Starting at Home: Caring and Social Policy

Starting at Home: Caring and Social Policy

by Nel Noddings
     
 

"Starting at Home is a bold and ambitious book. It is also well-reasoned and compassionate. Noddings turns the conventional relati onship between public policy and household affairs on its head, showing how an elaborated theory of caring, rooted in family life, can serve to inform our thinking and guide our actions in a wide range of settings, both public andSee more details below

Overview

"Starting at Home is a bold and ambitious book. It is also well-reasoned and compassionate. Noddings turns the conventional relati onship between public policy and household affairs on its head, showing how an elaborated theory of caring, rooted in family life, can serve to inform our thinking and guide our actions in a wide range of settings, both public and private. The result is a must-read for ethicists, policy makers, educators, and the public at large."--Philip W. Jackson, author of Life in Classrooms

"This book gives a rich yet unsentimental account of caring relations in idealized 'homes,' then uses the lessons of home to criticize and re-invent social policy. Whether responding to critics or addressing controversial political issues, Noddings writes with a directness and courtesy that makes fruitful disagreement possible. She is nonetheless committed to an 'ethics of care,' one clearly strengthened by her remarkable range of reading, analysis, and experience."--Sara Ruddick, author of Maternal Thinking: Toward a Politics of Peace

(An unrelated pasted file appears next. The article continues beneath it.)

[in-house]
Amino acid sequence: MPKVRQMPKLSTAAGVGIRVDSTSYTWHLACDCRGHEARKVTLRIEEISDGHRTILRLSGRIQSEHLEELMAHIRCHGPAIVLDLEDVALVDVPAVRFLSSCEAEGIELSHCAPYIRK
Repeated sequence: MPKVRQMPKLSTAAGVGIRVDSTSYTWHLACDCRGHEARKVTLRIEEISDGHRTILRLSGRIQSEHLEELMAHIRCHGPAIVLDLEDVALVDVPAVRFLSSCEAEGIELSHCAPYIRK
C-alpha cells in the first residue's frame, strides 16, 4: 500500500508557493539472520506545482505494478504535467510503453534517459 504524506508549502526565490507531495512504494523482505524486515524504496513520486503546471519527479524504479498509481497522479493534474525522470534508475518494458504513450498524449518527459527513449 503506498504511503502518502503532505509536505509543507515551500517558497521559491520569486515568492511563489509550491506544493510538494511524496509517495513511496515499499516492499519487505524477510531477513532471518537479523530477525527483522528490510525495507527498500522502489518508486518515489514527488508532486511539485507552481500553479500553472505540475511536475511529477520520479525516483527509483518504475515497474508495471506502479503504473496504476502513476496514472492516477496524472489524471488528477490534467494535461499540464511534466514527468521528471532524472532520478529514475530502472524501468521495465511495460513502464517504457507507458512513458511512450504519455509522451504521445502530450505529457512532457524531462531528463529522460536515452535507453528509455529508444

"Recognizing care as a value with as much moral significance as justice and freedom, Noddings explores what a caring society would be like. Beginning with our understanding of how families best care for their members and thus can learn to care about others, she considers how caring could and should inform social policies. This is admirable and important work."--Virginia Held, author of Rights and Goods: Justifying Social Action

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Editorial Reviews

Library Journal
In her latest work on domestic theory, Noddings (education, Stanford Univ.) reverses the philosophical tradition of discussing how the ideal home can produce the ideal state and describes instead how the best homes can improve the larger society. Since one's ability to care for or care about strongly depends on having been cared for, it makes sense to analyze the attitudes and behaviors found in the "best" homes (those that provide protection and promote growth) and explore how those attributes can be extended to the larger social domain. From a weighty philosophical discourse, Noddings shifts into a more tangible discussion of the elements of a healthy upbringing love, acceptance, and the shelter of home. In the final section of the book, she applies care theory to social policies concerning homelessness, deviance, and education. One of her recommendations is that the school curriculum includes serious home life as well as professional preparation. Noddings does an admirable job of weaving together the theories of Aristotle and John Dewey, the accounts of Jonathan Kozol, and narratives of everyday family conversations. Recommended for academic and larger public libraries. Deborah Bigelow, Leonia P.L., NJ Copyright 2001 Cahners Business Information.

Product Details

ISBN-13:
9780520225565
Publisher:
University of California Press
Publication date:
01/28/2002
Pages:
349
Product dimensions:
6.25(w) x 9.25(h) x 1.00(d)
Lexile:
1250L (what's this?)

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